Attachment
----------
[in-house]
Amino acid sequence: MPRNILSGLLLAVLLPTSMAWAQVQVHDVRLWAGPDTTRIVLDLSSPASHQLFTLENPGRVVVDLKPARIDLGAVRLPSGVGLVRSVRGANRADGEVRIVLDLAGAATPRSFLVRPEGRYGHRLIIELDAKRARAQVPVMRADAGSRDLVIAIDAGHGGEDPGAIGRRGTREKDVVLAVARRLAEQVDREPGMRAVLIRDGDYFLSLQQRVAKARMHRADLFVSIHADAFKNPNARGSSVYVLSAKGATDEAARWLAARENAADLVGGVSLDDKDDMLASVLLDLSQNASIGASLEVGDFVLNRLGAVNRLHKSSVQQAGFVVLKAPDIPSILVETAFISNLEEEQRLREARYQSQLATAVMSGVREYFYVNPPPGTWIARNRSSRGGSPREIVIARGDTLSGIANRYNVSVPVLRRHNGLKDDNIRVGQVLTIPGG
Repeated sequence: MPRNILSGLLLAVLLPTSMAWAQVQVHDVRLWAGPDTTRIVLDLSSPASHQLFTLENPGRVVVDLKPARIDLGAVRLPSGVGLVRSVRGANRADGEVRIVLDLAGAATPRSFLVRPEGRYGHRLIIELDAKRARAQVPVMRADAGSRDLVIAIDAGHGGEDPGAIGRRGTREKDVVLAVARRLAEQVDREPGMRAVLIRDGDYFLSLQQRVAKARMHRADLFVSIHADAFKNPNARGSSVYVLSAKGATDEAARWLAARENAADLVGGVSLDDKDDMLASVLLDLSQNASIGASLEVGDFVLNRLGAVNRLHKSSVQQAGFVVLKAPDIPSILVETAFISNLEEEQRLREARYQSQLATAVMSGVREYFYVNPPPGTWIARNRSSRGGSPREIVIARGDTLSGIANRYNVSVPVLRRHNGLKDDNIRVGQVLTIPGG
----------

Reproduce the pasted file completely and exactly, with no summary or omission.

[in-house]
Amino acid sequence: MPRNILSGLLLAVLLPTSMAWAQVQVHDVRLWAGPDTTRIVLDLSSPASHQLFTLENPGRVVVDLKPARIDLGAVRLPSGVGLVRSVRGANRADGEVRIVLDLAGAATPRSFLVRPEGRYGHRLIIELDAKRARAQVPVMRADAGSRDLVIAIDAGHGGEDPGAIGRRGTREKDVVLAVARRLAEQVDREPGMRAVLIRDGDYFLSLQQRVAKARMHRADLFVSIHADAFKNPNARGSSVYVLSAKGATDEAARWLAARENAADLVGGVSLDDKDDMLASVLLDLSQNASIGASLEVGDFVLNRLGAVNRLHKSSVQQAGFVVLKAPDIPSILVETAFISNLEEEQRLREARYQSQLATAVMSGVREYFYVNPPPGTWIARNRSSRGGSPREIVIARGDTLSGIANRYNVSVPVLRRHNGLKDDNIRVGQVLTIPGG
Repeated sequence: MPRNILSGLLLAVLLPTSMAWAQVQVHDVRLWAGPDTTRIVLDLSSPASHQLFTLENPGRVVVDLKPARIDLGAVRLPSGVGLVRSVRGANRADGEVRIVLDLAGAATPRSFLVRPEGRYGHRLIIELDAKRARAQVPVMRADAGSRDLVIAIDAGHGGEDPGAIGRRGTREKDVVLAVARRLAEQVDREPGMRAVLIRDGDYFLSLQQRVAKARMHRADLFVSIHADAFKNPNARGSSVYVLSAKGATDEAARWLAARENAADLVGGVSLDDKDDMLASVLLDLSQNASIGASLEVGDFVLNRLGAVNRLHKSSVQQAGFVVLKAPDIPSILVETAFISNLEEEQRLREARYQSQLATAVMSGVREYFYVNPPPGTWIARNRSSRGGSPREIVIARGDTLSGIANRYNVSVPVLRRHNGLKDDNIRVGQVLTIPGG